Second came in the form of a mixed blessing. In April I was replaced as CEO of the company I had run since 2008. I was asked (and accepted) to remain with the company that I have loved for nearly a decade (hired on in 2006) and was able to craft a role more aligned with my talents and passions. I hadn’t realized how much stress I had been under! While I work at least as many hours as before, I came to realize that I want neither the responsibility nor the stress that the guy at the top has to shoulder. I was replaced with a friend, and it’s an honor and joy to serve with him.

Third, and most important, I’ve been able to return to deeper reading and deeper thinking. Carrying less stress and adjusting my calendar a bit, I’ve created space in my life for scripture and other deep readings, prayer, meditation, and much thought. By creating a little margin in my head I’ve been able to get back in touch with some of the disciplines that have brought me much joy in years past.

I recently read a series of short books by Laura Vanderkam that have helped me begin to build the same level of discipline around my schedule that I have had in physical fitness and diet for years. My days start much earlier (and end earlier), but have more structure. The alarm sounds at 5:05 AM and I’m up within a few minutes. Three days a week I’m in the gym for an hour; two days I’m reading by the fire. I get a good two hours of important life done before the sun comes up and the schedule of the day imposes.

I also realized that I have blocks of productive time from 8:00 until around 10:30, which I block for work-related reading, writing, and production. I try and avoid meetings or calls during this period, and I don’t check email. (This has been a huge adjustment in a virtual company where we all work from home!) Around 10:30 or 11:00 I’ll check and process email for a while, and then shut it off when the burning embers of my inbox go back to a smolder. I return any calls, make lunch, and get back to production work or any conference calls I’m essential for.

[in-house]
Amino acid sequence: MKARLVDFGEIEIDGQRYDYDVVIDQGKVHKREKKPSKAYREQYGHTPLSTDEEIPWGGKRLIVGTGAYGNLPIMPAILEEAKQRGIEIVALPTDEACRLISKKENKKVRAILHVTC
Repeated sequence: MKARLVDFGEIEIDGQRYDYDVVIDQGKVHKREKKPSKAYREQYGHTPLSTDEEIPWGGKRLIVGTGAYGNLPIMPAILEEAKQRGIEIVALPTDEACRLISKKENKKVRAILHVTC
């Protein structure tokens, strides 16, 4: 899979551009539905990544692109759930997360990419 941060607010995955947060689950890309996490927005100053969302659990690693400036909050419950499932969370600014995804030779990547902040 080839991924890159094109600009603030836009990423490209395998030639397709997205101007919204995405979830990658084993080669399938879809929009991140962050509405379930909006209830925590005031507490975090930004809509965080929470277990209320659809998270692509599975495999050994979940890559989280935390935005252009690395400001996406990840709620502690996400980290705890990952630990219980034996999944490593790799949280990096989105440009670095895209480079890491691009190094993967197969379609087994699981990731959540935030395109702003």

The afternoon is more of the same, with a block of time followed by the niggling issues of email or phone calls. I hit a bit of a wall around 3:00, but that gives me a chance to pick up a kid from school and handle a few personal errands if necessary. I get another flurry of productivity between 4:00 and 7:00, and by then it’s time to shut down the day and do family time.

The overarching theme here is “rhythm.” Like the turning of seasons or the steady inhale-exhale, I believe we are creatures of rhythm. I also believe that this is part of the spiritual truth embedded in the practice of Sabbath. Wayne Muller notes that the world’s great religions all esteem the notion of Sabbath – or deep rest and rhythm – as a time of contemplation, centering, and removing our minds from the incessant crush of busyness. Whether we practice Sabbath because of a deep religious heritage or for a time of personal re-centering, I’ve become a firm believer in built in intentional seasons of rest.

An easy way I’ve started this is with a no-email-on-Sabbath rule. It may seem frivolous but for a guy whose business life revolves so much around email (plus all the social emails that come into personal accounts) I found it too tempting to check my email when I had no legitimate reason to do so. Sitting in traffic, during a commercial break on family TV night, bored in church, sitting on a chair lift on a snowy afternoon – I’ve bowed to my email inbox in all these places, some of which are too sacred to be interrupted by the shrill call of email. So now, from sundown Friday through sundown Saturday email is strictly forbidden for me.